As a geriatric care manager, I often find clients who are on the right medications, but they are overwhelmed by the numbers and schedules of their meds. Older adults consume an average of four or five prescription medications a day along with two more over the counter (OTC) drugs.
While adults over the age of 65 represent only about 13% of the U.S. population, they consume about 30% of the prescriptions written in America today. I wrote about this last November, and talked about the potential for drug-drug interactions and the unique challenges to the health of an older person’s slower metabolism and lower hydration. I also discussed how one of the important tasks for a caregiver is to ask for a pharmacist or geriatric care manager to do a “medication audit” to be assured that the older patient is not at risk for adverse drug events or interactions.
What I did not devote much space to in that earlier blog is how multiple medications very simply present a real challenge to an older patient to keep all those prescription dosing regimens straight. This often results in noncompliance – or failure to take prescribed medicines – of one sort or another. Health professionals tell me that the reasons for noncompliance usually come down to:
- Forgetting – Elderly patients can lose track of all their prescriptions and schedules; it may be cognitive dysfunction or just being overwhelmed.
- Labeling – Labels may be clear to doctors, but older patients on numerous meds may not track dosing times a day or with or without food and more.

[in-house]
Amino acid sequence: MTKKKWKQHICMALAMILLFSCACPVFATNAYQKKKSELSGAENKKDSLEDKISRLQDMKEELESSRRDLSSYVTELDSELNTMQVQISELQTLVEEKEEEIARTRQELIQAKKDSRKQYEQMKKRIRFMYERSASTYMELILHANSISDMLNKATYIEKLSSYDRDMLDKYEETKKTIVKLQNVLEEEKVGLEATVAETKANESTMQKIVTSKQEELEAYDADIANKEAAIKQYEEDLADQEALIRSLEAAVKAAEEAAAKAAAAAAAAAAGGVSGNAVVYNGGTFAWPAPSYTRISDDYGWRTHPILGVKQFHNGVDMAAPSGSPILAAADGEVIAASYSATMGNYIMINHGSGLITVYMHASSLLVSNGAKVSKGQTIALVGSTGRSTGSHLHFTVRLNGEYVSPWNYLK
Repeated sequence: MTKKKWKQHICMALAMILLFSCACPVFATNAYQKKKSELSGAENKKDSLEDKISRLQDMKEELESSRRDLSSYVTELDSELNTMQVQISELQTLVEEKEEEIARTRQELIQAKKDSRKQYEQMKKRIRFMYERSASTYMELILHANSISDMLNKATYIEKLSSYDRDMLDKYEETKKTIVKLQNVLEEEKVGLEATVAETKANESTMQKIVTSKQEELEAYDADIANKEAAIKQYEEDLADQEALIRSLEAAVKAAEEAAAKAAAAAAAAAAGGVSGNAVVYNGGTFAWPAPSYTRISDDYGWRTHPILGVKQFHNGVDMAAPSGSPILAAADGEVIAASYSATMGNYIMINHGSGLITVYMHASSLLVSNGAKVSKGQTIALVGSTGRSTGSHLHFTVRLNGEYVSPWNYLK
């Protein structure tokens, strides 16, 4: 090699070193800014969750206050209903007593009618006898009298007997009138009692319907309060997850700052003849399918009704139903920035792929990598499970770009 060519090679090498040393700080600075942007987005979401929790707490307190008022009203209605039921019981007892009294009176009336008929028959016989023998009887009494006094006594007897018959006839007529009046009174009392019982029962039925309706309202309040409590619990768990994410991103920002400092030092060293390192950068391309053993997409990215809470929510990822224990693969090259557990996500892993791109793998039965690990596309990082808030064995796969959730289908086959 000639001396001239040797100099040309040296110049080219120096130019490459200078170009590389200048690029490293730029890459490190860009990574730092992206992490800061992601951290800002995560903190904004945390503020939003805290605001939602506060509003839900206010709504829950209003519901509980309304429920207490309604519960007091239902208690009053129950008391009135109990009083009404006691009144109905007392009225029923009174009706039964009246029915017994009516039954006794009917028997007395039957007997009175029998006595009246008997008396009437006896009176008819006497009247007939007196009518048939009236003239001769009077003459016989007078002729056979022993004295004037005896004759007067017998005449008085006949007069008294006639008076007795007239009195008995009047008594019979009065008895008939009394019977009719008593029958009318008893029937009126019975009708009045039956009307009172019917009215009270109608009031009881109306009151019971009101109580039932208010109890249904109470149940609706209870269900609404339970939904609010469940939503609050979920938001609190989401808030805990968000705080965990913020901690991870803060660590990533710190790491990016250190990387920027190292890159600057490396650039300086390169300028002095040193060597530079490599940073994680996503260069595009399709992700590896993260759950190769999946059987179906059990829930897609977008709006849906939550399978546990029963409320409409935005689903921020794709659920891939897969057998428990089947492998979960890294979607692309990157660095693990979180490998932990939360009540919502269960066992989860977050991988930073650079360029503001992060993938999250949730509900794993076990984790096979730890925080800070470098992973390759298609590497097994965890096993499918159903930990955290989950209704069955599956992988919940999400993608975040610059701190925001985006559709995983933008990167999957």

- Cost – Rather than admit that they choose between food and medications, some older patients may consciously avoid some doses or split pills.
For patients who forget doses, there are pill organizers that can be set up for a week – or even a month – at a time. The caregiver can step in to organize the medications along with clear instructions on when they are to be taken. There is a whole host of pill organizers, some with alarms. Google “pill organizer” and see.
There is a lot of variance in labeling of pills. In a recent survey of 464 adults aged 55 to 74 years old published in the Archives of Internal Medicine, the patients averaged dosing six times a day for the average of 7 drugs they were taking. While most drugs could be dosed four times a day at most, patients did not understand their labels sufficiently to consolidate their doses. There is regulatory movement on rules to standardize and simply prescriptions with universal medication schedules. You can help an elder by organizing their meds; the fewer times a patient takes medicine (not necessarily the fewer pills), the better their compliance.
Cost is an issue many elders may not bring up out of embarrassment. Caregivers, however, can work on behalf of their elder to ask for generic equivalents to branded medications. Where only branded medications are indicated, question the physicians’ office about manufacturers’ patient assistance programs, especially for patients without prescription drug coverage. Check the manufacturer’s web site for programs to help defray the full retail cost. You may also find much better prices on-line or through mail order houses when the prescription is filled for 90-day doses instead of 30 days.
Charlotte Bishop is a Geriatric Care Manager and founder of Creative Case Management, certified professionals who are geriatric advocates, resources, counselors and friends to older adults and their families throughout metropolitan Chicago. Please email your questions to Charlotte Bishop.